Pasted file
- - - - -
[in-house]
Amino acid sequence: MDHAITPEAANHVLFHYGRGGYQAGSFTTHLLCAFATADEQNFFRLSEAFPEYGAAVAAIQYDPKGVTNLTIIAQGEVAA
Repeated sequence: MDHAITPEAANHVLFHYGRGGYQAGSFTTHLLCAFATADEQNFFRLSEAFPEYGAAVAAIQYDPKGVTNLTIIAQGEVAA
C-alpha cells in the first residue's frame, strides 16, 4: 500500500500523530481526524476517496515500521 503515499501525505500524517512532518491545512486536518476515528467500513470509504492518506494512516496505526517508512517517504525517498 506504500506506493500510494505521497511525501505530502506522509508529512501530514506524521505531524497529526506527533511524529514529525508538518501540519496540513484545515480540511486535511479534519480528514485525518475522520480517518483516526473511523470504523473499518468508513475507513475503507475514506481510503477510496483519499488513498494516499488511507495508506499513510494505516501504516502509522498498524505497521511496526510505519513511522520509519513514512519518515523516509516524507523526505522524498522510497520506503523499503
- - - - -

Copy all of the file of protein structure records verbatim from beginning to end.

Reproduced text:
[in-house]
Amino acid sequence: MDHAITPEAANHVLFHYGRGGYQAGSFTTHLLCAFATADEQNFFRLSEAFPEYGAAVAAIQYDPKGVTNLTIIAQGEVAA
Repeated sequence: MDHAITPEAANHVLFHYGRGGYQAGSFTTHLLCAFATADEQNFFRLSEAFPEYGAAVAAIQYDPKGVTNLTIIAQGEVAA
C-alpha cells in the first residue's frame, strides 16, 4: 500500500500523530481526524476517496515500521 503515499501525505500524517512532518491545512486536518476515528467500513470509504492518506494512516496505526517508512517517504525517498 506504500506506493500510494505521497511525501505530502506522509508529512501530514506524521505531524497529526506527533511524529514529525508538518501540519496540513484545515480540511486535511479534519480528514485525518475522520480517518483516526473511523470504523473499518468508513475507513475503507475514506481510503477510496483519499488513498494516499488511507495508506499513510494505516501504516502509522498498524505497521511496526510505519513511522520509519513514512519518515523516509516524507523526505522524498522510497520506503523499503